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ORIGINAL ARTICLE
Year : 2018  |  Volume : 7  |  Issue : 3  |  Page : 130-135

Morbidity and mortality patterns among outborn referral neonates in central India: Prospective observational study


Department of Pediatrics, Government Medical College, Nagpur, Maharashtra, India

Correspondence Address:
Dr. Rajkumar Motiram Meshram
Department of Pediatrics, Government Medical College, Nagpur, Maharashtra
India
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Source of Support: None, Conflict of Interest: None


DOI: 10.4103/jcn.JCN_27_18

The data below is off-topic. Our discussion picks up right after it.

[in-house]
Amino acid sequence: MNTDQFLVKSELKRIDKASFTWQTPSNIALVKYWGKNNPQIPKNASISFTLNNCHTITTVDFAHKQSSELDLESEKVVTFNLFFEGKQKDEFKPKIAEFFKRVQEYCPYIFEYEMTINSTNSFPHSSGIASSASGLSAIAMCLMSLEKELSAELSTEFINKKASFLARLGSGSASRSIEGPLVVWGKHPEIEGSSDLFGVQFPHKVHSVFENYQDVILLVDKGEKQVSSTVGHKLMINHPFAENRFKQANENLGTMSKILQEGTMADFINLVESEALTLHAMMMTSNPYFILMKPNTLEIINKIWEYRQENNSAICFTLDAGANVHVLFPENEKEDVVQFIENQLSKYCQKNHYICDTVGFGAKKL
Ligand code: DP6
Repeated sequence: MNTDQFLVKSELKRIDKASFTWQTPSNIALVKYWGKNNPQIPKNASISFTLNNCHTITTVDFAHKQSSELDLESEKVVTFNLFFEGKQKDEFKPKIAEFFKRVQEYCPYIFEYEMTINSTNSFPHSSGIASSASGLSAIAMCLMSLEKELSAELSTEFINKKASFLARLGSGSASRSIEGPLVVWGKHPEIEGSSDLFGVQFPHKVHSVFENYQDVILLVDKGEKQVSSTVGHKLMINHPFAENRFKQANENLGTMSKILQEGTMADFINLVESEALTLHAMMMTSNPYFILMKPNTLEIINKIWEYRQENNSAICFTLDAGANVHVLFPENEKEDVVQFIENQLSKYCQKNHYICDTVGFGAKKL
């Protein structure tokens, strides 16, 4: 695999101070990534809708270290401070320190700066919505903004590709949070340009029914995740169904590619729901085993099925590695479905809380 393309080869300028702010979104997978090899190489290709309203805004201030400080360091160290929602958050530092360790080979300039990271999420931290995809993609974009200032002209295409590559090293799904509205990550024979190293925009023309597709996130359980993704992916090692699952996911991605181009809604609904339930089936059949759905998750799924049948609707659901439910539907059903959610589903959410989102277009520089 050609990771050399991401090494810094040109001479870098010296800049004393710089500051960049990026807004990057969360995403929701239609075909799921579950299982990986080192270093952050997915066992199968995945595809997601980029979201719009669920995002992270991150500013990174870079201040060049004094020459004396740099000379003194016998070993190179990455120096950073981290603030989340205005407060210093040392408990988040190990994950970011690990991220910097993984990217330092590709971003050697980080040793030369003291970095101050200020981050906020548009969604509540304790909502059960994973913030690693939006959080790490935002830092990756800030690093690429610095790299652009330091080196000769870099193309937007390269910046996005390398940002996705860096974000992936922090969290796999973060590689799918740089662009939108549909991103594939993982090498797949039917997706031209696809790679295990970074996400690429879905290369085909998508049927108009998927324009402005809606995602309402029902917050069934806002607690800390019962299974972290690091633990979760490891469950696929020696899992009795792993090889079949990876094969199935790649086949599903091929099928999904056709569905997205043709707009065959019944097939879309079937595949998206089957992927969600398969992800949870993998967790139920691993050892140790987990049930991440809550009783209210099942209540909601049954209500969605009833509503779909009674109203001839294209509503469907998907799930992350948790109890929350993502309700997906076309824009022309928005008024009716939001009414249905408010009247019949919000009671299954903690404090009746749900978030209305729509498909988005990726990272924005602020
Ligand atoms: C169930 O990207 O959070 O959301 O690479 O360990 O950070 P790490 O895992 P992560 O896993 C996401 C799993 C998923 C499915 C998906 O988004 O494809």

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Background: Accurate assessment of morbidity and mortality patterns of neonates are reported of inborn babies treated in neonatal intensive care unit, but data on outborn neonates treated suboptimally in general pediatric ward is lacking. Objective: The objective of the study is to document the morbidity and mortality pattern of outborn referral neonates. Materials and Methods: This was a prospective observational study undertaken at a tertiary care teaching government hospital, for 1 year. All outborn referral neonates admitted were included in the study. Relevant maternal and neonatal data were included and analyzed. Results: A total of 1077 outborn referral neonate were admitted during the study, out of which 39 were excluded from the study. As a result, 1038 neonates were included for analysis with 58.96% male and 41.04% female giving a male to female ratio 1.4:1. Most of them were from rural area and lower socioeconomic class. About 96.92% mothers were registered either at primary, secondary, or tertiary health-care facilities. The average distance traveled by neonate was 84.81 km. The leading cause of admission was sepsis (37.37%), prematurity with respiratory distress syndrome (14.55%), perinatal asphyxia (17.53%), jaundice (9.73%), and others such as malformations, meconium aspiration syndrome, genetic syndrome, and metabolic complication. Neonatal mortality rate was 31.98% and more than two-thirds deaths were within 1st week of life, with no sex predilection. The most common cause of mortality was sepsis (34.94%), followed by perinatal asphyxia (22.29%) and prematurity with respiratory distress. Conclusion: Neonatal mortality was 31.98% in our study. Systemic infection, prematurity with respiratory distress and perinatal asphyxia were the leading causes of admission in our study. These preventable causes should be urgently addressed if we hope to achieve the millennium developmental goal.


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